“When you have faith, there is no pain”- Marina Abramovic in Brazil: The Space In Between.
At 70, the grandmother of performance art is more active than ever. She recently published a memoir, Walk Through Wall and a documentary, The Space in Between. This is a film about Abramović’s spiritual journey through Brazil in pursuit of what she calls “people and places of power” and the links between art and spirituality. The documentary reveals the artist’s research on sacred rituals and spiritual communities in the midst of the exuberant natural landscape of Brazil. Directed by Marco Del Fionel, Marina Abramovic In Brazil: The Space in Between is now available on Vimeo. Our Editor in Chief, Chintia Kirana in conversation with Director Marco Del Fiol talks about the journey, film, and Marina.
C: How did this this project come into fruition?
M: I did a show with Paula Garcia, a Brazilian Performance Artist. In the beginning of 2012, Paula called me. She was very excited, because she was working with Marina. She told me they were working on a project in Brazil to research on spirituality. Spirituality and Art is my dearest subject, so I said, ‘Anything you need, call me’. In December 2012, she called me. They had financed the trip with Marina’s gallery in Brazil, Luciana Brittu and they were planning to do a documentary. I said, ‘Okay, let’s go!’
C: How exciting! How long did it take to finish the film?
M: It took us four years to wrap up everything, from the shooting to the movie release. During these three and a half years, Marina went to Brazil three times. The first time was this trip that we planned with Paula (2012-2013). We shot for forty days, 8,000 kilometers in Brazil. It is in the major part of the movie. After that, we edited a promo to find funds.
C: In contrast with her first documentary The Artist is Present, The Space in Between creates a different tone. This movie resonates a deeper level of understanding of who Marina Abramovic is. Her celebrity status most of us are familiar with (thanks to the media) has been stripped. Marina is bare, Marina is raw, Marina is real.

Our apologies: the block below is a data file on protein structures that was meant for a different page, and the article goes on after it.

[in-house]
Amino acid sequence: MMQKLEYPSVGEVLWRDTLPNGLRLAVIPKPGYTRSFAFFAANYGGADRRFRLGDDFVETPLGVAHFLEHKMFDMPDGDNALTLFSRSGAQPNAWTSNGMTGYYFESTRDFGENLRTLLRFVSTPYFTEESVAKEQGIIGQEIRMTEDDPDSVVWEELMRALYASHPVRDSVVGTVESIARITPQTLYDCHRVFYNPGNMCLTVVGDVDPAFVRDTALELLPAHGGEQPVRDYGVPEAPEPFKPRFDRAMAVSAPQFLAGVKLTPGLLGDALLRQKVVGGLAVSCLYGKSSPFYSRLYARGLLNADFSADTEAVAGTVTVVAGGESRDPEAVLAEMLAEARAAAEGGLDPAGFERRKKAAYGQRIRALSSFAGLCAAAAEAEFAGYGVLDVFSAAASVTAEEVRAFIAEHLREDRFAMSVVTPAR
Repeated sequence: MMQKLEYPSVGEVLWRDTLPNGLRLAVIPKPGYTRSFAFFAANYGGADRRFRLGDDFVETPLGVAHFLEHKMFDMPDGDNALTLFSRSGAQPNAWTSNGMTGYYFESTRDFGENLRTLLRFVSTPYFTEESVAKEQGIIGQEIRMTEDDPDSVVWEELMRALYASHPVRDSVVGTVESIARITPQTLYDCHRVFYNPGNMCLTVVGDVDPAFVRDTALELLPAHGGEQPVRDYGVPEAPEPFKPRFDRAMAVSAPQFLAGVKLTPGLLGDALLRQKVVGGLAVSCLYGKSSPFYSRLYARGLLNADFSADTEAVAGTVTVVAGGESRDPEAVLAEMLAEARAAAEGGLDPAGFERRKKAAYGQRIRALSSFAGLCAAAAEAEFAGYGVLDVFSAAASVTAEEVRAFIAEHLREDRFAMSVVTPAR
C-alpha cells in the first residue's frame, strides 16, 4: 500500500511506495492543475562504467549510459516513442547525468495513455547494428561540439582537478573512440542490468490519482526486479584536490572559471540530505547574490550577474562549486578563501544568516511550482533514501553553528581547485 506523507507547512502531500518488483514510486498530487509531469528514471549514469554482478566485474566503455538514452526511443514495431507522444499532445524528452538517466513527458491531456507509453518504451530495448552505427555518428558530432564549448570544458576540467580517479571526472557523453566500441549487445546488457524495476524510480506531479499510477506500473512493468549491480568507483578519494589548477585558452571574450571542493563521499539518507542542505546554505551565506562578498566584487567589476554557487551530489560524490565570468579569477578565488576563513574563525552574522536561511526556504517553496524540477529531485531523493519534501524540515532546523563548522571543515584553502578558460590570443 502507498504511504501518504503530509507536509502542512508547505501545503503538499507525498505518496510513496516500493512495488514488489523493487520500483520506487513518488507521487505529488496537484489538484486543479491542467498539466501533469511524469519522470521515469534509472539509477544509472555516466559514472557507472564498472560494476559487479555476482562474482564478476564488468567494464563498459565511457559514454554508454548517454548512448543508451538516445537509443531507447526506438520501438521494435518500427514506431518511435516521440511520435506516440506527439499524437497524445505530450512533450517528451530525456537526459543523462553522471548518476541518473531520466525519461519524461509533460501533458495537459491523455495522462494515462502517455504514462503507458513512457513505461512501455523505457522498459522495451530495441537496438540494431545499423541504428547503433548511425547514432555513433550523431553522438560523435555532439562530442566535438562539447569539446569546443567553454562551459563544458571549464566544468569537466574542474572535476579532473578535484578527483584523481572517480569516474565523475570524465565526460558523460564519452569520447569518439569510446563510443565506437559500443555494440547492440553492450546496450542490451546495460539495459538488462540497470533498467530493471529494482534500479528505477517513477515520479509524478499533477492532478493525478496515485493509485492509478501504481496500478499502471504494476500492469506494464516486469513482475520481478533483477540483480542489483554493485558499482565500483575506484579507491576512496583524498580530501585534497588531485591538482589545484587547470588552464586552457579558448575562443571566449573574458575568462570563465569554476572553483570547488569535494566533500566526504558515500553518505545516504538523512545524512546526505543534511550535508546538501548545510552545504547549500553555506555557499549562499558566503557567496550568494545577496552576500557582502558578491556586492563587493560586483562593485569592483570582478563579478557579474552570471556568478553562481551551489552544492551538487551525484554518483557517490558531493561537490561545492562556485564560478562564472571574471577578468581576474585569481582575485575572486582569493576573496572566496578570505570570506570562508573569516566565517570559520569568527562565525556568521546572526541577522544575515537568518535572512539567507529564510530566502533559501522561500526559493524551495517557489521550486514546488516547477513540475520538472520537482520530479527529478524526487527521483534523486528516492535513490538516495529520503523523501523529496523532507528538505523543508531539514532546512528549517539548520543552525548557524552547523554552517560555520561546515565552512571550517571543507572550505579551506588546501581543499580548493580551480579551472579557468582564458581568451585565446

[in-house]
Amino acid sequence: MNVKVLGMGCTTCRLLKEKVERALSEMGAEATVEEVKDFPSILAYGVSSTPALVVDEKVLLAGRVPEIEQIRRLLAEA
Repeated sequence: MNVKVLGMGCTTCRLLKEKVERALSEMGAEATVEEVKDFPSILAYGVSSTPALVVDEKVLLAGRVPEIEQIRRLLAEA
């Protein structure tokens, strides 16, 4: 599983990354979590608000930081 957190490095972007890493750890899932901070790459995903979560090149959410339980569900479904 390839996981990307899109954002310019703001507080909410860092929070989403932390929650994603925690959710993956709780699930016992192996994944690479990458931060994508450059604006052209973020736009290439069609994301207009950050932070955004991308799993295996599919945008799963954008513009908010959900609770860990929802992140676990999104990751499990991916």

M: When you addressed the film The Artist Is Present, I think they did a great job in the way that they introduced Marina. They introduced the concept of performance and her historical pieces. They did the dirty job. We felt free to not address Marina’s history, what is performance, and all those things. We had those historical clips, but it didn’t make sense to include it. This allowed us the freedom and creativity to create Space in Between.
The whole situation, this tiny crew of four people in the movie traveling with Marina and her tiny crew became almost like a family. To make this kind of movie, you need two pillars: trust and generosity, and Marina is very generous. She trusted me from the beginning and this made the film possible—this trust and generosity. What we wanted most is to show the process of research, where ideas comes from, how Marina works. Her work is very mixed. It’s like she is Da Vinci and Mona Lisa at the same time. There is no distance between the art and the artist.
I wanted to present Marina in a wide range of her contradictory personalities. I wanted to, in a sense, deconstruct the glamorous Marina and show profane Marina, in the sense that Marina is not an idol in a pedestal. I wanted this film to be a very personal journey and in that sense I believe this kind of narrative is like Marina grabbing our hands and saying, “okay, come make this journey with me” but at a specific moment she releases your hand. It was important to establish this narrative as a diary, a very personal journal. This is one of the things I respect a lot from Marina because she is very intuitive and she really pays attention to the first idea. It’s like a thunder, and of course you continue to work on the idea, but when it first arrives you respect it and absorb it.
The Space In Between is available on Vimeo.
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